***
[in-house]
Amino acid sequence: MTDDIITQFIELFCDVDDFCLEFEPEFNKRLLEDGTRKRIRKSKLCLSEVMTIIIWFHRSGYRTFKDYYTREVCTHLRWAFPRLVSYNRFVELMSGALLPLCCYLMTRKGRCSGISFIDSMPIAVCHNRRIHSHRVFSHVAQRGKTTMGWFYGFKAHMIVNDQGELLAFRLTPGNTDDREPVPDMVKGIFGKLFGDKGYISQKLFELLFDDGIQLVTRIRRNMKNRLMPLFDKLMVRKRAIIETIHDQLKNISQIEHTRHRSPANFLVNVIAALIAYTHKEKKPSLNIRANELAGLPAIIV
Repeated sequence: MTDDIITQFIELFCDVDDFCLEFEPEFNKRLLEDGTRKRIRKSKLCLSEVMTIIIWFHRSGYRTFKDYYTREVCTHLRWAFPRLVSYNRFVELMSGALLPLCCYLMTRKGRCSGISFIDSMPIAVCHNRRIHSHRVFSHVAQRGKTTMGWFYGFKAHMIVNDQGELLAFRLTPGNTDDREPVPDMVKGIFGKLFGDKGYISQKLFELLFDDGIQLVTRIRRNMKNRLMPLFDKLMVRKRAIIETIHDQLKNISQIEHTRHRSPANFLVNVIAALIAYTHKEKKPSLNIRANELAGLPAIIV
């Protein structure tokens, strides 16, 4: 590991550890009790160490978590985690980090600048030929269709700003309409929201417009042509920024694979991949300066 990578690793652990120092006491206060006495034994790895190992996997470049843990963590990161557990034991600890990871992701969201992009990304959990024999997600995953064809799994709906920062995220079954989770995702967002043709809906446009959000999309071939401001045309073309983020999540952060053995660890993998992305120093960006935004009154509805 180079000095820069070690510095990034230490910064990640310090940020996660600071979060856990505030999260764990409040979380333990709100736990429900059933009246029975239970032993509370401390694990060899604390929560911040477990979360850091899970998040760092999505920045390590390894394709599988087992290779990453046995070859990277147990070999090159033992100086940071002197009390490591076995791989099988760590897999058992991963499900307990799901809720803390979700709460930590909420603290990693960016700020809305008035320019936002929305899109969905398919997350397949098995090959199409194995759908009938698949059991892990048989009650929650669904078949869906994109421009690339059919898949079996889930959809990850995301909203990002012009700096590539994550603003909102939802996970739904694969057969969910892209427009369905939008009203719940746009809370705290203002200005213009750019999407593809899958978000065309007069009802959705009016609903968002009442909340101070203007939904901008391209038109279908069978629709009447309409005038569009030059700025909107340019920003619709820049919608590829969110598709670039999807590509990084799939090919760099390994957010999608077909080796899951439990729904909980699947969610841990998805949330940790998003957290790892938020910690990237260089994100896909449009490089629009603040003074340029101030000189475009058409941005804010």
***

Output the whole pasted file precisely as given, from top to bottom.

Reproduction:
[in-house]
Amino acid sequence: MTDDIITQFIELFCDVDDFCLEFEPEFNKRLLEDGTRKRIRKSKLCLSEVMTIIIWFHRSGYRTFKDYYTREVCTHLRWAFPRLVSYNRFVELMSGALLPLCCYLMTRKGRCSGISFIDSMPIAVCHNRRIHSHRVFSHVAQRGKTTMGWFYGFKAHMIVNDQGELLAFRLTPGNTDDREPVPDMVKGIFGKLFGDKGYISQKLFELLFDDGIQLVTRIRRNMKNRLMPLFDKLMVRKRAIIETIHDQLKNISQIEHTRHRSPANFLVNVIAALIAYTHKEKKPSLNIRANELAGLPAIIV
Repeated sequence: MTDDIITQFIELFCDVDDFCLEFEPEFNKRLLEDGTRKRIRKSKLCLSEVMTIIIWFHRSGYRTFKDYYTREVCTHLRWAFPRLVSYNRFVELMSGALLPLCCYLMTRKGRCSGISFIDSMPIAVCHNRRIHSHRVFSHVAQRGKTTMGWFYGFKAHMIVNDQGELLAFRLTPGNTDDREPVPDMVKGIFGKLFGDKGYISQKLFELLFDDGIQLVTRIRRNMKNRLMPLFDKLMVRKRAIIETIHDQLKNISQIEHTRHRSPANFLVNVIAALIAYTHKEKKPSLNIRANELAGLPAIIV
């Protein structure tokens, strides 16, 4: 590991550890009790160490978590985690980090600048030929269709700003309409929201417009042509920024694979991949300066 990578690793652990120092006491206060006495034994790895190992996997470049843990963590990161557990034991600890990871992701969201992009990304959990024999997600995953064809799994709906920062995220079954989770995702967002043709809906446009959000999309071939401001045309073309983020999540952060053995660890993998992305120093960006935004009154509805 180079000095820069070690510095990034230490910064990640310090940020996660600071979060856990505030999260764990409040979380333990709100736990429900059933009246029975239970032993509370401390694990060899604390929560911040477990979360850091899970998040760092999505920045390590390894394709599988087992290779990453046995070859990277147990070999090159033992100086940071002197009390490591076995791989099988760590897999058992991963499900307990799901809720803390979700709460930590909420603290990693960016700020809305008035320019936002929305899109969905398919997350397949098995090959199409194995759908009938698949059991892990048989009650929650669904078949869906994109421009690339059919898949079996889930959809990850995301909203990002012009700096590539994550603003909102939802996970739904694969057969969910892209427009369905939008009203719940746009809370705290203002200005213009750019999407593809899958978000065309007069009802959705009016609903968002009442909340101070203007939904901008391209038109279908069978629709009447309409005038569009030059700025909107340019920003619709820049919608590829969110598709670039999807590509990084799939090919760099390994957010999608077909080796899951439990729904909980699947969610841990998805949330940790998003957290790892938020910690990237260089994100896909449009490089629009603040003074340029101030000189475009058409941005804010």